A photo appeared in Sunday’s “Philthy Inquirer” that basically sums up why I could never be a Phillies Phan, or any other Philly sports fan. It gave me a phlashback to all the times I’ve had beer thrown at me while attending sporting events and concerts in “The City of Brotherly Love.”
You’ve gotta LOVE the place. Brimming with history, it was our nation’s first capitol. Like any big city, it has it’s downside, but overall, it’s a great place to lose oneself. It’s easy to find your way around the city, and if lost, it’s easy to find someone to point you in the right direction. The people are friendly, the music is world-class and the food is…well, cheesesteaks and hoagies…which brings me to my point.
A few years back, when the Phillies won the World Series, I posted a congratulatory message on the website of the creator of my favorite little widget of all time, appropriately titled “The Cheesesteak of Suffering.” <http://www.jerseydatabase.com/beta/blog.php?p=8> It was a sad little sandwich assigned the daunting task by some poor, disgusted Phillies fan, to count the number of days since Philadelphia had won it’s last championship. Even worse, one could choose from various options of loser’s delight by size and whether condiments were preferred.
In the year of Our Lord 2008 A.D., The Cheesesteak of Suffering exploded, theoretically speaking, when the Phillies finally won the World Series. As a Yankees fan, I could never root for Philadelphia, but I found myself both excited for their fans and relieved that the whining had finally stopped. Philadelphia had earned it’s place inside the Winners’ Circle and peace ruled the Delaware Valley.
I had hoped that would not only squelch the incessant complaining about their team, but remove the giant, collective chip on the shoulders of every Philadelphian. Phinally, the citizens of this phounding colony could shed the weight and that darned inferiority complex, earned by being sandwiched between and consistently overshadowed by (at least in their minds) it’s sibling cities, namely New York and Baltimore.
You see, human nature dictates that when we are insecure in our own skin, we tend to point out our own deepest flaws in others. When we are happy and confident being ourselves, we are happier and more content with others. When that raw nerve is no longer exposed, our need to scream out vanishes. This transfers to sports and everything we do.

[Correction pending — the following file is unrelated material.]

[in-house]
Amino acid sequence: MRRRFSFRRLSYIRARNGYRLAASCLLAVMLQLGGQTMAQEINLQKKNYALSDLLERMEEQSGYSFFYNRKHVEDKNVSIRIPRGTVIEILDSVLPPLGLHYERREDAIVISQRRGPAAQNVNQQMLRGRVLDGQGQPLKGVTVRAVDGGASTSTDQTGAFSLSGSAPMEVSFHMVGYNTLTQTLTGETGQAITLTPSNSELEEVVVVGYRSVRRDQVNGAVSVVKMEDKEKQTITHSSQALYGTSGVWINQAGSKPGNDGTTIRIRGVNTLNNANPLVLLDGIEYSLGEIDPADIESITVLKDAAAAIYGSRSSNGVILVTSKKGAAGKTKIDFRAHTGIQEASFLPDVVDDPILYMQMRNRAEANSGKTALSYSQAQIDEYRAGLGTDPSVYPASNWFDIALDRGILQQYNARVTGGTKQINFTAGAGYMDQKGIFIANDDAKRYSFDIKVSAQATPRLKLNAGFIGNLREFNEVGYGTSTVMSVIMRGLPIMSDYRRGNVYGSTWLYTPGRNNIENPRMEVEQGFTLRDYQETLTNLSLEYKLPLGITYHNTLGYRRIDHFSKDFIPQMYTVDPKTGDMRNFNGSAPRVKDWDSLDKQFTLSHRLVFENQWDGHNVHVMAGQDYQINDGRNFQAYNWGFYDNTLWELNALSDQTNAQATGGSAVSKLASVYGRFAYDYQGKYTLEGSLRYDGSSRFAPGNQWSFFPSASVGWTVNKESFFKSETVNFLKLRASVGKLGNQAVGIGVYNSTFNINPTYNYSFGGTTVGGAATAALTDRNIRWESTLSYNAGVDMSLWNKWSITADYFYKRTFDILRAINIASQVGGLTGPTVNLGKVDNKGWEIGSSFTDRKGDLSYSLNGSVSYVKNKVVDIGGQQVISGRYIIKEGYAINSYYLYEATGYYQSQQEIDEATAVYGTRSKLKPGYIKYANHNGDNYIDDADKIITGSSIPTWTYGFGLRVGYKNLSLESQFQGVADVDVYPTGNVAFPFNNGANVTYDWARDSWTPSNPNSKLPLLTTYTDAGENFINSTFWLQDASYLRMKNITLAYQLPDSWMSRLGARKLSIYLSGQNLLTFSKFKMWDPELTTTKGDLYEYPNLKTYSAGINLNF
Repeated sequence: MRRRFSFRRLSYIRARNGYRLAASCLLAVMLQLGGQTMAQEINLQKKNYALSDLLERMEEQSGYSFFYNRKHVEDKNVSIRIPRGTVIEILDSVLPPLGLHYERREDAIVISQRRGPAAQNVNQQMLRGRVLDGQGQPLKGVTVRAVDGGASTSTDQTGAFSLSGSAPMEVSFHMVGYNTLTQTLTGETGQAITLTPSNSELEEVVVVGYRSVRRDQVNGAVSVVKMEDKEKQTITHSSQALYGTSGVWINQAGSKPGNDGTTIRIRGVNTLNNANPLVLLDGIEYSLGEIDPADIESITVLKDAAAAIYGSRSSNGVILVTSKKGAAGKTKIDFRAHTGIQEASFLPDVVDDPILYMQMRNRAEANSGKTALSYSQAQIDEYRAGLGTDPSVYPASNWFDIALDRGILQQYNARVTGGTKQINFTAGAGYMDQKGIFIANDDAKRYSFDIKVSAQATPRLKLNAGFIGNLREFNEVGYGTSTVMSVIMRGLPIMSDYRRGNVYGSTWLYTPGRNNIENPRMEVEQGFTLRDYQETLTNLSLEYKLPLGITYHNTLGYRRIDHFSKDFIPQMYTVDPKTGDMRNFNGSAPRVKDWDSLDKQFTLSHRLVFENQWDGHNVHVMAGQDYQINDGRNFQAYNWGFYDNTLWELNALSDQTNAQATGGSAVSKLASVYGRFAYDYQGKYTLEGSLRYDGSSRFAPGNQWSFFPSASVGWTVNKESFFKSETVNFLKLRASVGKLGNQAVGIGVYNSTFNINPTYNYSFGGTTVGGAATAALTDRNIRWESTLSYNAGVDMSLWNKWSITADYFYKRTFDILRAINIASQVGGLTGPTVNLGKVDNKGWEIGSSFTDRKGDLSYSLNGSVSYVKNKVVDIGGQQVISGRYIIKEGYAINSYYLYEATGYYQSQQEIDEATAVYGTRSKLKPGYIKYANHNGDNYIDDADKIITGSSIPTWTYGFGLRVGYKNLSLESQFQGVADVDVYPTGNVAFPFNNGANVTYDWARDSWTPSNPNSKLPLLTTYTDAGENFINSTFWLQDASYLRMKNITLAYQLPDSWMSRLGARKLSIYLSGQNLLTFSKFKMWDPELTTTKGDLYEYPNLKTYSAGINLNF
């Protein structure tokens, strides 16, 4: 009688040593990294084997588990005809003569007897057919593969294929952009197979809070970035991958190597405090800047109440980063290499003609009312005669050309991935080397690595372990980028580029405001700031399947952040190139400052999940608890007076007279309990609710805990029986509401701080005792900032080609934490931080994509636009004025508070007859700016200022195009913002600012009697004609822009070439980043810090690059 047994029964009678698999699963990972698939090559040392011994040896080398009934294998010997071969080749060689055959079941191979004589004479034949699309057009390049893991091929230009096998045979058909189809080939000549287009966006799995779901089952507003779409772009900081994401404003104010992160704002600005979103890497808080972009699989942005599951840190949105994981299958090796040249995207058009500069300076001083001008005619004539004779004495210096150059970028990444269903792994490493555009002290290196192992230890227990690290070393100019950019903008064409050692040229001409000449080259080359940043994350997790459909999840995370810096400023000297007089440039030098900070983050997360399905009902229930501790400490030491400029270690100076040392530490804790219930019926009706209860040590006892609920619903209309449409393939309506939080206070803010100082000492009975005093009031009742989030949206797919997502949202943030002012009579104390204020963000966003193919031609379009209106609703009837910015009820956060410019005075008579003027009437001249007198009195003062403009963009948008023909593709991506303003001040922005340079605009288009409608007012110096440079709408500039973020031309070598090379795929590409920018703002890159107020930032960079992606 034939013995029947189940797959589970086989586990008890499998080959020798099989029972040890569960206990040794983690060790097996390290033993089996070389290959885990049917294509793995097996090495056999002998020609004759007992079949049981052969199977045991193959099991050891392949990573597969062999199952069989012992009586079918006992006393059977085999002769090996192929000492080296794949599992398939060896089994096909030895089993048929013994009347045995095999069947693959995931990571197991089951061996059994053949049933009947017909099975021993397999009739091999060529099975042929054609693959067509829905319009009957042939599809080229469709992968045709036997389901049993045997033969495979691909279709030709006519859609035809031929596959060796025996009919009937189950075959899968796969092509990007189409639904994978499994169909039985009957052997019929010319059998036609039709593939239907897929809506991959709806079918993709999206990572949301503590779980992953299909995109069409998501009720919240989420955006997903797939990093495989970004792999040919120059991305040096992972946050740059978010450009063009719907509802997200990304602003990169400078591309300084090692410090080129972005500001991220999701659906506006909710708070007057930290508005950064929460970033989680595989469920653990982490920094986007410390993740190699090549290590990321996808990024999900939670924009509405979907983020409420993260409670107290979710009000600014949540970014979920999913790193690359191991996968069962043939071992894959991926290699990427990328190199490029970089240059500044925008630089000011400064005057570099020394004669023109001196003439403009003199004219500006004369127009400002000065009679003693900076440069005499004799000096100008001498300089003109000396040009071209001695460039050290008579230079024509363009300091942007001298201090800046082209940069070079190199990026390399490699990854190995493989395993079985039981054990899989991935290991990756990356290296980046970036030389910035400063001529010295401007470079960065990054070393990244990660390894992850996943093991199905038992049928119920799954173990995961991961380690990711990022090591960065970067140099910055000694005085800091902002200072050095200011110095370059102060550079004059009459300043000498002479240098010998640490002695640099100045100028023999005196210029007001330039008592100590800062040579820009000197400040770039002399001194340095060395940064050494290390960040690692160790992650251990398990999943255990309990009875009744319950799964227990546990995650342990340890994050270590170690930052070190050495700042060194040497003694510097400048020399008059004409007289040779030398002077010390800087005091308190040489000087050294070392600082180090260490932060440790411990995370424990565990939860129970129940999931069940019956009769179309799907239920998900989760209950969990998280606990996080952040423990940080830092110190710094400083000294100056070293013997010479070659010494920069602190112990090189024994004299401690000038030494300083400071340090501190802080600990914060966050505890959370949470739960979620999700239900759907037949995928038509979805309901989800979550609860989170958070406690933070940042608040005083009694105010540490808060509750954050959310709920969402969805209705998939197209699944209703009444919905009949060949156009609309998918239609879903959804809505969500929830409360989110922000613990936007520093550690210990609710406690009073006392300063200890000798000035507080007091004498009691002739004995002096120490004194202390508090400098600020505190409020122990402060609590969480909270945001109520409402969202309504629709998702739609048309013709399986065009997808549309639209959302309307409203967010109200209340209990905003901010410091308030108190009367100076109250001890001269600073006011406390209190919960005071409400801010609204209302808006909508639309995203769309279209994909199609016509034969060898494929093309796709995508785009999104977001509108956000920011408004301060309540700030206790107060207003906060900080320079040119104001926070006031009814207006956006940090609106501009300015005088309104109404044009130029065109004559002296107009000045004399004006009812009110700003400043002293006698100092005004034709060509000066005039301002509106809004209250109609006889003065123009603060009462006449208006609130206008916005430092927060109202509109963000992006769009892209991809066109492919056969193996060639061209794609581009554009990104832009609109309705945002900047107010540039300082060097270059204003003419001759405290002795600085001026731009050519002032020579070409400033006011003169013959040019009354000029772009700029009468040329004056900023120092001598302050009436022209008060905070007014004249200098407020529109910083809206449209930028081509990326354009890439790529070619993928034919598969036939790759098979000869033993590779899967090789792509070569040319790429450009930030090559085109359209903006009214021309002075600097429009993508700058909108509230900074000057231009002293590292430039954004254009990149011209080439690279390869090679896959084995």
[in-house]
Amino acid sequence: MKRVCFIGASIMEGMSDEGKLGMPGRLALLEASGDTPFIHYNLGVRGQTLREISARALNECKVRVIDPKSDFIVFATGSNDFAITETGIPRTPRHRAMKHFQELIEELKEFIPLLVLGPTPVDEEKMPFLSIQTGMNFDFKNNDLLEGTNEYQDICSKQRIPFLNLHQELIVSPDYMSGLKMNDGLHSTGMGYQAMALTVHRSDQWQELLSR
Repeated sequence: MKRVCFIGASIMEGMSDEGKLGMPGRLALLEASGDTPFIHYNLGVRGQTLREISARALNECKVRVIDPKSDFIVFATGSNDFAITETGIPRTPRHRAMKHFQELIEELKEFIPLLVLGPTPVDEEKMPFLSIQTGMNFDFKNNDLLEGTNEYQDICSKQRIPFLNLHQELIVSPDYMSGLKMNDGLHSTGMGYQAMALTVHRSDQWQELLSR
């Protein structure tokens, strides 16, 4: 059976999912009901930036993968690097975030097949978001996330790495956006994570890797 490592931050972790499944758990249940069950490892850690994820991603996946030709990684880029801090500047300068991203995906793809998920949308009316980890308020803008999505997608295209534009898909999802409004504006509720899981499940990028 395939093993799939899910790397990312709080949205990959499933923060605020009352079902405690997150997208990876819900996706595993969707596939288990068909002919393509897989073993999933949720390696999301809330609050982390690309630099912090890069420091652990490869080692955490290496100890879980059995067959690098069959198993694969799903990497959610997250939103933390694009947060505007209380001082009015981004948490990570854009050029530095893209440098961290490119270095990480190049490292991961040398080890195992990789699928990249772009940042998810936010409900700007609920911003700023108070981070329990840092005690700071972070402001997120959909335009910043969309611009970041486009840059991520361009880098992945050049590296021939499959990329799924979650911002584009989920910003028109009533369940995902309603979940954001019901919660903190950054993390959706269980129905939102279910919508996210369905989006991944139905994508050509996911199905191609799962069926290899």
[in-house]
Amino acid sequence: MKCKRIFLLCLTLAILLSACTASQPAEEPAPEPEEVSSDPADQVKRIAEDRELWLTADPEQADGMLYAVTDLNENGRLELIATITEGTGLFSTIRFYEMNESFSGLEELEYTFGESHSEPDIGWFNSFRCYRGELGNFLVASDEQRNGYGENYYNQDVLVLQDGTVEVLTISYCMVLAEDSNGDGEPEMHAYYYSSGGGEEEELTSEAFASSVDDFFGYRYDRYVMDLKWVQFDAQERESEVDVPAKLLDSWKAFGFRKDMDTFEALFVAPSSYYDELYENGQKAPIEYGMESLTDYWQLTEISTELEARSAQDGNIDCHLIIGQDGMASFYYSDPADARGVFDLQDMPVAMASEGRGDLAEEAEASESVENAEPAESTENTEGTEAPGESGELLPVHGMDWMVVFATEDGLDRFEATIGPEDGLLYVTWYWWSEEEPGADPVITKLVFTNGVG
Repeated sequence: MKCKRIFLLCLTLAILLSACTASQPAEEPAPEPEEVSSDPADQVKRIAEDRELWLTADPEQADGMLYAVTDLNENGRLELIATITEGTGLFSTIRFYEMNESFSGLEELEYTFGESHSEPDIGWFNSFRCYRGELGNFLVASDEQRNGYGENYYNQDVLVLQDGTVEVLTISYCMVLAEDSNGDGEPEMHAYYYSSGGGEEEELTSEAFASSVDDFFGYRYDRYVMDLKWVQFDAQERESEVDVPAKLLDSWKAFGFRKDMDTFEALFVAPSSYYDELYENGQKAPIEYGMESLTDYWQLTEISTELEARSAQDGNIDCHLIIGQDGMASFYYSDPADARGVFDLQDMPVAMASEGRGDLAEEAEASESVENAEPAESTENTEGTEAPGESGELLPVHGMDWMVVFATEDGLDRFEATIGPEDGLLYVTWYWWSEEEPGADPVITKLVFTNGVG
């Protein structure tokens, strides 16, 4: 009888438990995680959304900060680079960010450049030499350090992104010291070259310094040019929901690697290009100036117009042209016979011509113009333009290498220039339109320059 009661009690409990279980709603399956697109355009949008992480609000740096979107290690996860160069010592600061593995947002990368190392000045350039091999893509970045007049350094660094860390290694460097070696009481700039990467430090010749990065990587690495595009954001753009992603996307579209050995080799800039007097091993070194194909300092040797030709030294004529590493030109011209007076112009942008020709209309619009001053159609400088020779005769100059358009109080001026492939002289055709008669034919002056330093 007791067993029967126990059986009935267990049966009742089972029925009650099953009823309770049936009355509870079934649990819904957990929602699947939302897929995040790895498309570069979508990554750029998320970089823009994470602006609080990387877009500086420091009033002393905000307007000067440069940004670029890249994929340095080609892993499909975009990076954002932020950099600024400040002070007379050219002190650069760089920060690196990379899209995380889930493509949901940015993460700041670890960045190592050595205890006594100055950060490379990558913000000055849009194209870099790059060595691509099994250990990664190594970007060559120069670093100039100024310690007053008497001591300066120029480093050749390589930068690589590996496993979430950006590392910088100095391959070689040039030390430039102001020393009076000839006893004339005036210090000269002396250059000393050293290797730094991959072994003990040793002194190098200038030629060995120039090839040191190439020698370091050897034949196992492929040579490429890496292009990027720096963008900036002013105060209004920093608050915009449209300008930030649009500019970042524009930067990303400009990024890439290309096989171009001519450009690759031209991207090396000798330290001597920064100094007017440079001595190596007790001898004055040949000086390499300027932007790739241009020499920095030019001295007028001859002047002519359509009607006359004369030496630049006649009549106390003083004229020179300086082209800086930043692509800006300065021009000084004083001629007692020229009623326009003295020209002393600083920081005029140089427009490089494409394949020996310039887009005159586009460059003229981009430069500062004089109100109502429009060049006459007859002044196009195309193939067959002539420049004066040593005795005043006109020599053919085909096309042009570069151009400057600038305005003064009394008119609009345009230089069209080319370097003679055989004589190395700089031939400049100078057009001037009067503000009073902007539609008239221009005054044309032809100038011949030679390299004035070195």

So, when the Phillies became World Champions I was truly happy and elated for their fans, many who are my good friends and neighbors. I was thrilled that they finally had the chance to experience the exhilaration, bliss, sheer joy and confidence that comes with being on top. Finally, we had something in common to share and I was glad to ride that wave of cheese wiz with them all the way up Broad St. to the Liberty Bell.
Perhaps, that is why I was so troubled and sad (like that old Cheesesteak widget had been) when I opened the paper and saw this photograph of Phillies Phans mocking one of the best pitchers in baseball today.
A scene out of “Dumb and Dumber”
As I stared at it with my jaw agape, I had to resist the urge to go look in the mirror to check my own teeth, or to wonder if my hair needed a trim or if the big wart on my giant nose needed to go. I thought about Tim Lincecum’s parents and wondered how they must feel seeing their pride and joy in the highlight of his career being bullied by a crowd of cruel, (assumed to be) drunken idiots holding up nasty signs dating back to elementary school recess. Is this any way to treat a guest? Is this how Philadelphians want to be remembered? Seriously?
So, my dear Yankees fans, kindly learn from another’s mistakes or you may find yourselves pictured as below in my next blog!
Who’s the Freak, now? That stupid hat fits in, afterall!
(Disclaimer: My sincere apology goes out to anyone whom I may have offended and to those innocent parties who have been dragged into this debacle against their will. Perhaps, you will reconsider your seating arrangements the next time some rudenick repeatedly shoves a sign into your line of sight.)
Now, go have fun, root for our team and play nice! WE are the champions that everyone looks up to (despite what they may say out of envy). Show everyone how REAL CHAMPIONS treat their guests and each other. Set the bar high and you will be rewarded.
Remember, the eyes of the world are watching you!
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P.S. – HAPPY 28TH BIRTHDAY, ROBINSON CANO!